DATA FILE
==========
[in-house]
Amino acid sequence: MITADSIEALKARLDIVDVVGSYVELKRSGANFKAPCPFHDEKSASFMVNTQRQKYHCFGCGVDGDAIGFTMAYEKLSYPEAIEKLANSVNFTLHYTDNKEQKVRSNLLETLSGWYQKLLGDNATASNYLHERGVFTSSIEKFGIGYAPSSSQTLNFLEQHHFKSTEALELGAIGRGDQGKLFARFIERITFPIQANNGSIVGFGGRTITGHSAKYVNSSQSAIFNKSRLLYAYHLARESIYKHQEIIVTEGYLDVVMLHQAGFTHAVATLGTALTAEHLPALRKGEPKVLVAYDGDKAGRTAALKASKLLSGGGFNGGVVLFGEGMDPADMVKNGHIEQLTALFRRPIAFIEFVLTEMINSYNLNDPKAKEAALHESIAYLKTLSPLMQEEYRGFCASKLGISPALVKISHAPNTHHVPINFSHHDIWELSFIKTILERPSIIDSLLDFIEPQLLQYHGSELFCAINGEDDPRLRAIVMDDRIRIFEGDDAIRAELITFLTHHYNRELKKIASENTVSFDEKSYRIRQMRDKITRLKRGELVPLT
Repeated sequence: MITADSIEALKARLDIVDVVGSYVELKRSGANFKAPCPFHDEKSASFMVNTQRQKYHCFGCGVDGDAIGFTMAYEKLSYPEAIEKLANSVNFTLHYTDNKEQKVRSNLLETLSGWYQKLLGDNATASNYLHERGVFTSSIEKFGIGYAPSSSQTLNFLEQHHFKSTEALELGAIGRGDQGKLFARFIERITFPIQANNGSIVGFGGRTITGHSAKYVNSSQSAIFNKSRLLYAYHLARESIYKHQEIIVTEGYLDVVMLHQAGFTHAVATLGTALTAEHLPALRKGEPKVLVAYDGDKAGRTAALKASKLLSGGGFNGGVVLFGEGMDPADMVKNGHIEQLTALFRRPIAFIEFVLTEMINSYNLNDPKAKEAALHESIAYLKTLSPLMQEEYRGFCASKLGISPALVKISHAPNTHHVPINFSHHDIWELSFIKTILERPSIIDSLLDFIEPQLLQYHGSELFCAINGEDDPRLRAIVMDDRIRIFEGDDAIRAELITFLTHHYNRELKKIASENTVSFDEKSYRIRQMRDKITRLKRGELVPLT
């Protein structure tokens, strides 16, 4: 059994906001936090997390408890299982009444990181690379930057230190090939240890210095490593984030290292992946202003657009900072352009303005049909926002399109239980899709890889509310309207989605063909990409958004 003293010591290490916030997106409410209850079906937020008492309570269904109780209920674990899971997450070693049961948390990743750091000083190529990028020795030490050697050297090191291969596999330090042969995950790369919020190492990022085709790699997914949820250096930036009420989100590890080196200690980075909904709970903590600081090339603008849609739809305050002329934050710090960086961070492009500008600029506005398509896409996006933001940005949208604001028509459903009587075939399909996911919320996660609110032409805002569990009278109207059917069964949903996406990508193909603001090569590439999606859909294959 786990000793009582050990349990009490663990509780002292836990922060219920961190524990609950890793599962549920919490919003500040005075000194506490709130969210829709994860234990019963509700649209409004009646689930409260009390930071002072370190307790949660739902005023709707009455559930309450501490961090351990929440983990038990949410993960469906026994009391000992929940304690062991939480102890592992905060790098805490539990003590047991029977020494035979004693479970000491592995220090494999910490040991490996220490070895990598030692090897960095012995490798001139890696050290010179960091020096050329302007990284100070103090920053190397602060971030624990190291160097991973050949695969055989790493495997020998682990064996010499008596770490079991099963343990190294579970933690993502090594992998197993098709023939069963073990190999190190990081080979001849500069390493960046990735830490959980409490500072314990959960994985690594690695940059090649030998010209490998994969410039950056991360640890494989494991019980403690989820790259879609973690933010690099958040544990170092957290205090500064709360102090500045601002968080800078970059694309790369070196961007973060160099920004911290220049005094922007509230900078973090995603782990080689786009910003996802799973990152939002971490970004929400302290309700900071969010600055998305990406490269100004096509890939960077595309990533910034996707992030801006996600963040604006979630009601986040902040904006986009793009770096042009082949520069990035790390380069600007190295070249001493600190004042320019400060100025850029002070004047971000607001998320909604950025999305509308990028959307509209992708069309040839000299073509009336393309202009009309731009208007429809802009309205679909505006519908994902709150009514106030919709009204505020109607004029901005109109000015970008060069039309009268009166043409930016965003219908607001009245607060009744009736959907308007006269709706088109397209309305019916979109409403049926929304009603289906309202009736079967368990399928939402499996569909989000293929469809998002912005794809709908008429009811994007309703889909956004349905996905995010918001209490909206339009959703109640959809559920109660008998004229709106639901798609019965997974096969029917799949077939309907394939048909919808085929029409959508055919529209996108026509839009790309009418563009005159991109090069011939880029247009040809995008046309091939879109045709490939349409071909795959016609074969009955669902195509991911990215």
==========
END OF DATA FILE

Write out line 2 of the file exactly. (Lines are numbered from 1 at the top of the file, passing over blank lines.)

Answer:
Amino acid sequence: MITADSIEALKARLDIVDVVGSYVELKRSGANFKAPCPFHDEKSASFMVNTQRQKYHCFGCGVDGDAIGFTMAYEKLSYPEAIEKLANSVNFTLHYTDNKEQKVRSNLLETLSGWYQKLLGDNATASNYLHERGVFTSSIEKFGIGYAPSSSQTLNFLEQHHFKSTEALELGAIGRGDQGKLFARFIERITFPIQANNGSIVGFGGRTITGHSAKYVNSSQSAIFNKSRLLYAYHLARESIYKHQEIIVTEGYLDVVMLHQAGFTHAVATLGTALTAEHLPALRKGEPKVLVAYDGDKAGRTAALKASKLLSGGGFNGGVVLFGEGMDPADMVKNGHIEQLTALFRRPIAFIEFVLTEMINSYNLNDPKAKEAALHESIAYLKTLSPLMQEEYRGFCASKLGISPALVKISHAPNTHHVPINFSHHDIWELSFIKTILERPSIIDSLLDFIEPQLLQYHGSELFCAINGEDDPRLRAIVMDDRIRIFEGDDAIRAELITFLTHHYNRELKKIASENTVSFDEKSYRIRQMRDKITRLKRGELVPLT